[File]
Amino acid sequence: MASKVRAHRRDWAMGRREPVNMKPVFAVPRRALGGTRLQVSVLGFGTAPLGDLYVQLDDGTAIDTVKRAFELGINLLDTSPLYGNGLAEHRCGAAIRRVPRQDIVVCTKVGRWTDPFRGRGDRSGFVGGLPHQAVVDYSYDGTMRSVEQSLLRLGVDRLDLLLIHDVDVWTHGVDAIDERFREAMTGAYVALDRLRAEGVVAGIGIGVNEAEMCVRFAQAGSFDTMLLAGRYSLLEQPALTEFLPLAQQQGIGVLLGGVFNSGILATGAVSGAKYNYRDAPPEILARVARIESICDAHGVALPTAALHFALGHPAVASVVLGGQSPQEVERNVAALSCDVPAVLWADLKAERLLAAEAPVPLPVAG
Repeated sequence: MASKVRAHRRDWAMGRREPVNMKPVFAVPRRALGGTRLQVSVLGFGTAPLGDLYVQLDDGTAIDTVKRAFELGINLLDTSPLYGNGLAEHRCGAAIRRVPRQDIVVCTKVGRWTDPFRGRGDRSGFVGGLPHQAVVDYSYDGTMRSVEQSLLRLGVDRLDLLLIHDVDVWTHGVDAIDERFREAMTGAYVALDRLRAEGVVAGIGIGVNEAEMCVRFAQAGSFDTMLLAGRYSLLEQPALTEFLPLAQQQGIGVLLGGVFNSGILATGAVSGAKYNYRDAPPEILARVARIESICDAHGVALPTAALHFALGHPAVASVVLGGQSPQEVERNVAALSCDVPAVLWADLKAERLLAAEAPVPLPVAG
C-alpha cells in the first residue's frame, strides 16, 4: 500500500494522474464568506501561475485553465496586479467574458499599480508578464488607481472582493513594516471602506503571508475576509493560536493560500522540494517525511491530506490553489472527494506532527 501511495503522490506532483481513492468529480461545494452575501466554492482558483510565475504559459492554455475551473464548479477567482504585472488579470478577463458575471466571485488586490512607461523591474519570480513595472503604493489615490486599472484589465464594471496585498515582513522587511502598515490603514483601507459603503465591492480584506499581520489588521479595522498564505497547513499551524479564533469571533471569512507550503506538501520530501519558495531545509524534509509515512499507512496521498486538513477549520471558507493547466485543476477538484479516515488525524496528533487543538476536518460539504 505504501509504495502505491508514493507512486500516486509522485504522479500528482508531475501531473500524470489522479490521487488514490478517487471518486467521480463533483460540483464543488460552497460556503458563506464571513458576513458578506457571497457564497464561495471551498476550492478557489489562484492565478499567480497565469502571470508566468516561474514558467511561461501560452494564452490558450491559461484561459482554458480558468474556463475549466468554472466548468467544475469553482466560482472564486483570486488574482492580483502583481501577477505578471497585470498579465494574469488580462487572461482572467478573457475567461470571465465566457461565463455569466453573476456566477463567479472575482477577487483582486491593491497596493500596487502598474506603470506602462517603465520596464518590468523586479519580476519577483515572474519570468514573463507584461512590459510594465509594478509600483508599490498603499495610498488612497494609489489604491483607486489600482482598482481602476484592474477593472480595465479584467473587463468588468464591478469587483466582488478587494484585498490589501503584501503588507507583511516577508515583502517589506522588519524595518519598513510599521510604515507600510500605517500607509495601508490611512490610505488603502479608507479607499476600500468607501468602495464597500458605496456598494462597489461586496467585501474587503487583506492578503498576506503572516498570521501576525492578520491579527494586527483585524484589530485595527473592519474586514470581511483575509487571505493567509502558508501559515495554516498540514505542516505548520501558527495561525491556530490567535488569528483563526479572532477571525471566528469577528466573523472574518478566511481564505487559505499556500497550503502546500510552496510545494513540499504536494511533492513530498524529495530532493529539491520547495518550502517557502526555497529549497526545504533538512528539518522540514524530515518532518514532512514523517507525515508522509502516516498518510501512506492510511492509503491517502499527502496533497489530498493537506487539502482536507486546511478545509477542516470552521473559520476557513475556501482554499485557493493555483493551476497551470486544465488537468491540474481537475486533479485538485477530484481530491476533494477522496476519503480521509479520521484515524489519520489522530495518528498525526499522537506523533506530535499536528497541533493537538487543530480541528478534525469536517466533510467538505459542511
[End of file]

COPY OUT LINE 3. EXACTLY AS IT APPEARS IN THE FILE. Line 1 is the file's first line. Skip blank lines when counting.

C-alpha cells in the first residue's frame, strides 16, 4: 500500500494522474464568506501561475485553465496586479467574458499599480508578464488607481472582493513594516471602506503571508475576509493560536493560500522540494517525511491530506490553489472527494506532527 501511495503522490506532483481513492468529480461545494452575501466554492482558483510565475504559459492554455475551473464548479477567482504585472488579470478577463458575471466571485488586490512607461523591474519570480513595472503604493489615490486599472484589465464594471496585498515582513522587511502598515490603514483601507459603503465591492480584506499581520489588521479595522498564505497547513499551524479564533469571533471569512507550503506538501520530501519558495531545509524534509509515512499507512496521498486538513477549520471558507493547466485543476477538484479516515488525524496528533487543538476536518460539504 505504501509504495502505491508514493507512486500516486509522485504522479500528482508531475501531473500524470489522479490521487488514490478517487471518486467521480463533483460540483464543488460552497460556503458563506464571513458576513458578506457571497457564497464561495471551498476550492478557489489562484492565478499567480497565469502571470508566468516561474514558467511561461501560452494564452490558450491559461484561459482554458480558468474556463475549466468554472466548468467544475469553482466560482472564486483570486488574482492580483502583481501577477505578471497585470498579465494574469488580462487572461482572467478573457475567461470571465465566457461565463455569466453573476456566477463567479472575482477577487483582486491593491497596493500596487502598474506603470506602462517603465520596464518590468523586479519580476519577483515572474519570468514573463507584461512590459510594465509594478509600483508599490498603499495610498488612497494609489489604491483607486489600482482598482481602476484592474477593472480595465479584467473587463468588468464591478469587483466582488478587494484585498490589501503584501503588507507583511516577508515583502517589506522588519524595518519598513510599521510604515507600510500605517500607509495601508490611512490610505488603502479608507479607499476600500468607501468602495464597500458605496456598494462597489461586496467585501474587503487583506492578503498576506503572516498570521501576525492578520491579527494586527483585524484589530485595527473592519474586514470581511483575509487571505493567509502558508501559515495554516498540514505542516505548520501558527495561525491556530490567535488569528483563526479572532477571525471566528469577528466573523472574518478566511481564505487559505499556500497550503502546500510552496510545494513540499504536494511533492513530498524529495530532493529539491520547495518550502517557502526555497529549497526545504533538512528539518522540514524530515518532518514532512514523517507525515508522509502516516498518510501512506492510511492509503491517502499527502496533497489530498493537506487539502482536507486546511478545509477542516470552521473559520476557513475556501482554499485557493493555483493551476497551470486544465488537468491540474481537475486533479485538485477530484481530491476533494477522496476519503480521509479520521484515524489519520489522530495518528498525526499522537506523533506530535499536528497541533493537538487543530480541528478534525469536517466533510467538505459542511